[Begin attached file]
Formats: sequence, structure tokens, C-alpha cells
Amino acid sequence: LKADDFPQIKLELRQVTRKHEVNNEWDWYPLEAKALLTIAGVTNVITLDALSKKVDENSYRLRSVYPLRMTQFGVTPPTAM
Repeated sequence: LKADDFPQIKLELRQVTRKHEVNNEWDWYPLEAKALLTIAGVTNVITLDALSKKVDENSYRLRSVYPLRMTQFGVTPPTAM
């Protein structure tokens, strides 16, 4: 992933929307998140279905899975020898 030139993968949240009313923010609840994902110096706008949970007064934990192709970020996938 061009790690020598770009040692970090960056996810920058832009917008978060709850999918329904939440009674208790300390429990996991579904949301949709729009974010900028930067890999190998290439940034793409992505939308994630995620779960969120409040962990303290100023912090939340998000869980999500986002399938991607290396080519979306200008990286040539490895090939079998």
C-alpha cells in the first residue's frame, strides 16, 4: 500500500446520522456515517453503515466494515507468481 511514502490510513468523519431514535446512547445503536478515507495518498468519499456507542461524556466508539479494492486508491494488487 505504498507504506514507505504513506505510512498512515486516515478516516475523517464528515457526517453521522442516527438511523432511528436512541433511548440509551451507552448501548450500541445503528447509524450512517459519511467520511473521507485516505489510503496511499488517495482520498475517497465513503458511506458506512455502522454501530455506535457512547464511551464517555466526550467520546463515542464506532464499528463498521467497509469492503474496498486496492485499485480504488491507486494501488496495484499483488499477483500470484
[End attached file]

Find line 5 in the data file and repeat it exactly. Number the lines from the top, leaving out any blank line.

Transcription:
C-alpha cells in the first residue's frame, strides 16, 4: 500500500446520522456515517453503515466494515507468481 511514502490510513468523519431514535446512547445503536478515507495518498468519499456507542461524556466508539479494492486508491494488487 505504498507504506514507505504513506505510512498512515486516515478516516475523517464528515457526517453521522442516527438511523432511528436512541433511548440509551451507552448501548450500541445503528447509524450512517459519511467520511473521507485516505489510503496511499488517495482520498475517497465513503458511506458506512455502522454501530455506535457512547464511551464517555466526550467520546463515542464506532464499528463498521467497509469492503474496498486496492485499485480504488491507486494501488496495484499483488499477483500470484